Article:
YouTube is #ProudToPlay: Celebrating equality for all athletes

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From the Sochi Olympics to the recent NFL draft, this year has seen a growing, global conversation about the lesbian, gay, bisexual, and transgender (LGBT) community in the world of sports. Many LGBT athletes are sharing their stories on YouTube, and the support they’re getting from teammates and fans has helped others find the courage to do the same.

 

Sports bring together people from all backgrounds and experiences through a shared passion, and YouTube shares that spirit of connecting diverse communities to make a difference. In celebration of the upcoming World Cup in Brazil and LGBT Pride month, we’re honoring the LGBT athletes, their supporters, as well as the YouTube Creators who stand up for diversity in sports and elsewhere—all of whom help create an equal and inclusive playing field for everyone. Inspired by #ProudToLove last year, we’re calling this effort #ProudToPlay.

 

We applaud the courage and openness of athletes at all levels who have come out and admire their teammates, friends, families, and supporters who are all proving that it doesn’t matter who you are or who you love—what matters is that you put forward your best effort. We stand with our community in the belief that youth everywhere should all have the same opportunities to grow up and pursue their dreams and passions, on or off the field.

 

Join the conversation by uploading a video talking about what being #ProudToPlay means to you. Over the course of Pride month, we’ll share a collection of videos about the LGBT community and sports on theYouTube Spotlight Channel.

 

Athletes that support #ProudToPlay include:

 

Jason Collins, NBA player for the Brooklyn Nets, said, “Proud to play means to me someone who is proud of all the things that makes them who they are, whether it be your race or religion or sexual orientation, heck…your height! It’s important to be proud of who you are.

 

As a professional athlete, we accept that we are role models. It’s great that regardless of your sexual orientation, that the conversation was started and people started talking about being gay in professional sports. If you’re straight, just continue to be supportive. And if you see someone being bullied, or hear language that’s inappropriate, speak up and speak out. It’s very important to have those allies out there who are being brave for some of us who aren’t yet ready to be brave on our own.”

 

Robbie Rogers, player for LA Galaxy, said,As more people come forward and are proud of who they are, and compete and do well, I think that will really change everything. I’m proud to play because I know I’m helping people. I know that there is young gay men and women out there, athletes who now have someone they can look up to in the sports world.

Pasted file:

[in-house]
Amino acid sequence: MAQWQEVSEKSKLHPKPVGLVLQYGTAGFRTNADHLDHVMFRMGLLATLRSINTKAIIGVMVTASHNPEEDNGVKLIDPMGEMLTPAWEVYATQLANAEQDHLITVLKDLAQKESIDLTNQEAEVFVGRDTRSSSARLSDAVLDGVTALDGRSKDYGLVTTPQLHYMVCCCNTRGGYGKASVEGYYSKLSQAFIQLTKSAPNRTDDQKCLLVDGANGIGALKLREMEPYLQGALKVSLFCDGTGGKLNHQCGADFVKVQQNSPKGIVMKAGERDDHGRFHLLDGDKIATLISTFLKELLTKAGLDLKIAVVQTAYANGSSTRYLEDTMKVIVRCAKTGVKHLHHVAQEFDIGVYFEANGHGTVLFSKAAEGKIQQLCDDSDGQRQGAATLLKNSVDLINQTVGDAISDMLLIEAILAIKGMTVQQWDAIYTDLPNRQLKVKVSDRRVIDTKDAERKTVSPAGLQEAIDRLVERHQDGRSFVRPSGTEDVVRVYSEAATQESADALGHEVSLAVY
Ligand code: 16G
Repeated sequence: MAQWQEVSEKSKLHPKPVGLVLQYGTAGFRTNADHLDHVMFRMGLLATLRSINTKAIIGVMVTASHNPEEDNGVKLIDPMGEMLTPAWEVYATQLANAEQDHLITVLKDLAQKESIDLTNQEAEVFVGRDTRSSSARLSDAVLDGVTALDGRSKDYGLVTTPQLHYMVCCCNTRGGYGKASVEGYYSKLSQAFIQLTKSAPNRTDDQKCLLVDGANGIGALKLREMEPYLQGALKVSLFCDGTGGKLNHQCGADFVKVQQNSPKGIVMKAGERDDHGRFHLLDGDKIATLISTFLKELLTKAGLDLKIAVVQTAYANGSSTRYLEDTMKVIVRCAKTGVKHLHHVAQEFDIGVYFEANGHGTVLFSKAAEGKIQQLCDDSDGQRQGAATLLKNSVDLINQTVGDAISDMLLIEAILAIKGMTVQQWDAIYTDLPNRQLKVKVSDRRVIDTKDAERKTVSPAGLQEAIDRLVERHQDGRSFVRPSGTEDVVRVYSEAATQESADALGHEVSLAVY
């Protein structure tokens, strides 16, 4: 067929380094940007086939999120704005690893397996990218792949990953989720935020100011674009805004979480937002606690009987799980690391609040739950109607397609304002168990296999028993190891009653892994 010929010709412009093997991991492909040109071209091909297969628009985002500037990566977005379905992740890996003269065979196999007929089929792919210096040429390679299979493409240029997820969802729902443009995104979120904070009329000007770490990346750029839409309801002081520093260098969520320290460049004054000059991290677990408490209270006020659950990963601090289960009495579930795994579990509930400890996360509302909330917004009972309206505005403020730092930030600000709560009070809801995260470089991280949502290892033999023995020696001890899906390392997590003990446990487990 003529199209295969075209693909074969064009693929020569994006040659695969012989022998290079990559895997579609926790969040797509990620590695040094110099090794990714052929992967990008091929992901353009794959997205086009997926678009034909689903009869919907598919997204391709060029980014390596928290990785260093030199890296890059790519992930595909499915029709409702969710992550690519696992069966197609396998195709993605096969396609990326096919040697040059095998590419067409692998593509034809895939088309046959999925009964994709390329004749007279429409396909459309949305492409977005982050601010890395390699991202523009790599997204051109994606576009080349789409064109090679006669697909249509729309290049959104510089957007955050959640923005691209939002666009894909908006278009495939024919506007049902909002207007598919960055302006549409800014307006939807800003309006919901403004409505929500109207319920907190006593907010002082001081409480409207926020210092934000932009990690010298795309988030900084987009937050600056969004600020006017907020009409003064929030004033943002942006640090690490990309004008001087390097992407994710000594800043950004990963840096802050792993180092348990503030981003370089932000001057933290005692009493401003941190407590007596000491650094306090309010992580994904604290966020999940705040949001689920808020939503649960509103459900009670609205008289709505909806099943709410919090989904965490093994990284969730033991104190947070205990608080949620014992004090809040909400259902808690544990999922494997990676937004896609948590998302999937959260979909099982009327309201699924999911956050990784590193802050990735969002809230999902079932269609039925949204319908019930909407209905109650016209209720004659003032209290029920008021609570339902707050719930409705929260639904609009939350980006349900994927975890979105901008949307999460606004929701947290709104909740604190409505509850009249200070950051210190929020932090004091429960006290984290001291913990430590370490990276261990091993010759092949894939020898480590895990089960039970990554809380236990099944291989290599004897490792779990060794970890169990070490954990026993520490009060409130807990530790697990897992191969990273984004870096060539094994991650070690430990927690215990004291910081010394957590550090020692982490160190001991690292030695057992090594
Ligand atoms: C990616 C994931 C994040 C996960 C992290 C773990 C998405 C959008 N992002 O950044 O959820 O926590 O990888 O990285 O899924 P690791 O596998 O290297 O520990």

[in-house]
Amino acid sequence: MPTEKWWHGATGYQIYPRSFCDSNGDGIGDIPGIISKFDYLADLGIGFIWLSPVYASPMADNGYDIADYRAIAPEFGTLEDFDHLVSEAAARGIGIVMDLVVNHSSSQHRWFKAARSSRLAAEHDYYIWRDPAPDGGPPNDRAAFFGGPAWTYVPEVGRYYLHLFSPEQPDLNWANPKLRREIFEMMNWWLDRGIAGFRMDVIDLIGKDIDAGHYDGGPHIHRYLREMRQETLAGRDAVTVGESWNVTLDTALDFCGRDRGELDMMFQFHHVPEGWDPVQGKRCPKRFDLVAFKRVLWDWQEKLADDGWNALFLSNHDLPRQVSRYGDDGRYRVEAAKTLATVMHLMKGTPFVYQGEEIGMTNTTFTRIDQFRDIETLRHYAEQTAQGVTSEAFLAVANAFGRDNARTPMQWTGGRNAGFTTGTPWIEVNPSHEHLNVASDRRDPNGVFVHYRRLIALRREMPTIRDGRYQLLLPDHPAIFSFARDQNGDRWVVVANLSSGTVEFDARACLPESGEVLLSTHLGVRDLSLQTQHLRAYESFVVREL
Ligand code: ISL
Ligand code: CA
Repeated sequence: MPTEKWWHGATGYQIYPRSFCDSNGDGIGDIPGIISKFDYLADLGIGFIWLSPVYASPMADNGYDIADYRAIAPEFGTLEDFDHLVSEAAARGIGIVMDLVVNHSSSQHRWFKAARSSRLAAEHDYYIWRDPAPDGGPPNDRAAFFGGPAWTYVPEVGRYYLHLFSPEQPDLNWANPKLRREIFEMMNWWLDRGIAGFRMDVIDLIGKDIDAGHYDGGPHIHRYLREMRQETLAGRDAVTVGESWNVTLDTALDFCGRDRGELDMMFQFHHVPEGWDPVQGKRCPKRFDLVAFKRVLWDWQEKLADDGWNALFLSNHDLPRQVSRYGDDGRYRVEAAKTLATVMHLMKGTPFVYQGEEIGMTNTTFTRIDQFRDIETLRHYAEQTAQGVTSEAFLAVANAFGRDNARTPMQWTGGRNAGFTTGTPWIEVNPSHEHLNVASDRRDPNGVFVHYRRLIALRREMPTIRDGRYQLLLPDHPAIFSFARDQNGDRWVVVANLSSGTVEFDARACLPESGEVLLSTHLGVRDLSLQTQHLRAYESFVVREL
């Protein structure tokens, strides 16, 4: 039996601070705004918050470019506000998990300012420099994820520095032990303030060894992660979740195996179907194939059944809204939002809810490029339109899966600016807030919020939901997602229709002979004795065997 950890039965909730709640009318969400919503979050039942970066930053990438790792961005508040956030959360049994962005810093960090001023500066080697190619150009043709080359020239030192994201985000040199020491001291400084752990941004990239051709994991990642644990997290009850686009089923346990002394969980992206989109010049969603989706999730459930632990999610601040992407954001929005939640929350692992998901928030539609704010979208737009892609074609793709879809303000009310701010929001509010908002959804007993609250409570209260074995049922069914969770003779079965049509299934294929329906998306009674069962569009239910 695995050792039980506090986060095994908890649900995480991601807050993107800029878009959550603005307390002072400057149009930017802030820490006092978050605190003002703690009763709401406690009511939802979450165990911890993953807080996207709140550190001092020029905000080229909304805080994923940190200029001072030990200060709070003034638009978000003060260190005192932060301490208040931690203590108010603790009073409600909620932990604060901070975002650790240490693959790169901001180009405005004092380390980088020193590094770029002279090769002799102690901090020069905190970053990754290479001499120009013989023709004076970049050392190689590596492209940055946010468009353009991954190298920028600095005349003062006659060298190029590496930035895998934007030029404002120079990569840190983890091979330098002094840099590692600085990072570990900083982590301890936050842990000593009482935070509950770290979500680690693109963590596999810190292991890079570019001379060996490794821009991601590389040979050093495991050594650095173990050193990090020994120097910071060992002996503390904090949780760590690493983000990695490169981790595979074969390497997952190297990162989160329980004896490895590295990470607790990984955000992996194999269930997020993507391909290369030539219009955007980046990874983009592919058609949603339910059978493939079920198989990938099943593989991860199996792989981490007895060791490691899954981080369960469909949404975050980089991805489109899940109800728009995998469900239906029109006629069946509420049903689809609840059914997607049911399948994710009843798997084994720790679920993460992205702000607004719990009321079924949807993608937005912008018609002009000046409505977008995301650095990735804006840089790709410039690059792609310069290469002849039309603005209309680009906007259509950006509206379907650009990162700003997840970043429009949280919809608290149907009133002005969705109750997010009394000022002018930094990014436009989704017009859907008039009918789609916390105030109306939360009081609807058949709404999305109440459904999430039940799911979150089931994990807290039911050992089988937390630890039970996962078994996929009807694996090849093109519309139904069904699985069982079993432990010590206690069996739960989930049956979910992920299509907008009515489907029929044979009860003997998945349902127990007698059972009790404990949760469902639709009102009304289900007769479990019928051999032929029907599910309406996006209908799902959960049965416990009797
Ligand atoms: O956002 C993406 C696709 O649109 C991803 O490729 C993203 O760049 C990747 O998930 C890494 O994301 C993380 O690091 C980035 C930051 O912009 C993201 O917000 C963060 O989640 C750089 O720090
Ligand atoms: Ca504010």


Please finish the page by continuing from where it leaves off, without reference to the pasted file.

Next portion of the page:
Kobe Bryant, #ProudToPlay supporter and ally said, Equality in sports has to be there for your team to be successful. It’s these little building blocks that you learn through playing sports. The bravery of being yourself is really the anchor of it all. You have to be brave in your own convictions, you have to be brave about who you are and you have to be brave to step forward and step into the spotlight and declare to the rest of the world this is who I am.”

 

John Amaechi, former NBA player, said, “I am proud to play because it is important for people to know that it is only the inclusion of the full spectrum of society that will make sport the truly unifying force it can be in the world.YouTube has always been a place where those without a voice in the mainstream could find a place to start a conversation. I know that the Proud to Play campaign can highlight the cause of those in the LGBT and straight ally communities who just want to be able to contribute to and seek enjoyment from sport.

 

Organizations including GLAAD, Human Rights Campaign, You Can Play, Laureus, Athlete Ally, and the LGBT Sports Coalition are supporting this campaign and work to promote equality.

 

As athletes from across nations and leagues come out, sports fans throughout the world are embracing LGBT players and ejecting bias from the game,” said GLAAD President & CEO Sarah Kate Ellis. “GLAAD is thrilled to support Google and YouTube in this landmark initiative to help tackle stereotypes and build understanding.

 

Wade Davis, Executive Director of the You Can Play Project, said, “You Can Play is thrilled to partner with Google to highlight and expand the on-going work that many LGBT sports organizations are doing to end homophobia and sexism in sports.”

 

Raymond Braun, YouTube Marketing manager said, “Sports bring together people from all backgrounds and experiences through a shared passion, and YouTube shares that spirit of connecting diverse communities to make a difference. In celebration of the upcoming games in Brazil and LGBT Pride month, we’re honoring the LGBT athletes, their supporters, as well as the YouTube Creators who stand up for diversity in sports and elsewhere—all of whom help create an equal and inclusive playing field for everyone.” 

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